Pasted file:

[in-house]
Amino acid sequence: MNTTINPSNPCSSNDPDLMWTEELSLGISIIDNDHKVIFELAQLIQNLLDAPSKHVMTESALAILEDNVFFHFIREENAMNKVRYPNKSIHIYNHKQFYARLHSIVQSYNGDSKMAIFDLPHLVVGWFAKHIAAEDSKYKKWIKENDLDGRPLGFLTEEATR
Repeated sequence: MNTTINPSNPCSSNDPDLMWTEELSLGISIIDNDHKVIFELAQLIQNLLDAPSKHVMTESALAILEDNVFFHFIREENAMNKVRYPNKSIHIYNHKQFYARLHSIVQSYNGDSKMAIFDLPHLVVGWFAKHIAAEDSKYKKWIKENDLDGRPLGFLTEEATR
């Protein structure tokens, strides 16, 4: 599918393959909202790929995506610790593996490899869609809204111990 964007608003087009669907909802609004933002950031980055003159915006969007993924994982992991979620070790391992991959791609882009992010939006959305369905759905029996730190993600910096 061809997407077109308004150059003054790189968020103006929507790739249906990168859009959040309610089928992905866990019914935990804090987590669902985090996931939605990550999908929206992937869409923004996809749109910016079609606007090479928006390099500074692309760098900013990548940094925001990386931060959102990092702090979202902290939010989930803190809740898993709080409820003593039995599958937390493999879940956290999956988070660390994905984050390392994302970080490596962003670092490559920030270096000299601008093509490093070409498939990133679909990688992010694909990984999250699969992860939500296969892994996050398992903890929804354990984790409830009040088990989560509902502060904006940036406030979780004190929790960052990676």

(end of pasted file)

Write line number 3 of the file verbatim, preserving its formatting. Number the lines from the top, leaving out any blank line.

Repeated sequence: MNTTINPSNPCSSNDPDLMWTEELSLGISIIDNDHKVIFELAQLIQNLLDAPSKHVMTESALAILEDNVFFHFIREENAMNKVRYPNKSIHIYNHKQFYARLHSIVQSYNGDSKMAIFDLPHLVVGWFAKHIAAEDSKYKKWIKENDLDGRPLGFLTEEATR